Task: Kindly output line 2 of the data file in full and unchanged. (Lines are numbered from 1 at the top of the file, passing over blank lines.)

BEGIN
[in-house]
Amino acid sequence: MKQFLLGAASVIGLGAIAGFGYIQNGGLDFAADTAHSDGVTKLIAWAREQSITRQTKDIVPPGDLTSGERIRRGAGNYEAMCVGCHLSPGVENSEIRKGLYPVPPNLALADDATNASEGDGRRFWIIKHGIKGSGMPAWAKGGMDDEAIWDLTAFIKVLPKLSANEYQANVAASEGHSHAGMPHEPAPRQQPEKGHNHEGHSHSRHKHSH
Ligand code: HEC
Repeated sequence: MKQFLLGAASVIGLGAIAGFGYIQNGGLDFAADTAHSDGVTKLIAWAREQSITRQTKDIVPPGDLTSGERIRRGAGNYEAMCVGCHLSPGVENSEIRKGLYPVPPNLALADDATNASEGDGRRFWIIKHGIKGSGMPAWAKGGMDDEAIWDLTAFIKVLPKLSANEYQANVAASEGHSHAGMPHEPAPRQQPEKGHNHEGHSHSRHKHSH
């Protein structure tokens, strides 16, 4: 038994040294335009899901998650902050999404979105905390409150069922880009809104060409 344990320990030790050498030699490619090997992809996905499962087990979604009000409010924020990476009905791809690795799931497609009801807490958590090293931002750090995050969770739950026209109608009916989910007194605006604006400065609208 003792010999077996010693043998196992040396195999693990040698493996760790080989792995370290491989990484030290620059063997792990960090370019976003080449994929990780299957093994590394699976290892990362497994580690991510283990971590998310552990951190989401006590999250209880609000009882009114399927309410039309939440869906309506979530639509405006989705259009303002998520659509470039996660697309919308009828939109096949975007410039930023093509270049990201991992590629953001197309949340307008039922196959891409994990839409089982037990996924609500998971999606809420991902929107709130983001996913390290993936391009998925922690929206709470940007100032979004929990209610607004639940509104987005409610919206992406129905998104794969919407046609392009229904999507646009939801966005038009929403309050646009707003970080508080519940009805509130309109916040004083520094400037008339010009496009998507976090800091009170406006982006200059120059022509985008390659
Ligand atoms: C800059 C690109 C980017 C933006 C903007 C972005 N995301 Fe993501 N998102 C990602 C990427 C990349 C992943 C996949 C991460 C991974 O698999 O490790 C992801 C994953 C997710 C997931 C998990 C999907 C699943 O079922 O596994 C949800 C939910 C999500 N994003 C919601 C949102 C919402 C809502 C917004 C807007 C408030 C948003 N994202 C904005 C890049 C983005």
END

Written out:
Amino acid sequence: MKQFLLGAASVIGLGAIAGFGYIQNGGLDFAADTAHSDGVTKLIAWAREQSITRQTKDIVPPGDLTSGERIRRGAGNYEAMCVGCHLSPGVENSEIRKGLYPVPPNLALADDATNASEGDGRRFWIIKHGIKGSGMPAWAKGGMDDEAIWDLTAFIKVLPKLSANEYQANVAASEGHSHAGMPHEPAPRQQPEKGHNHEGHSHSRHKHSH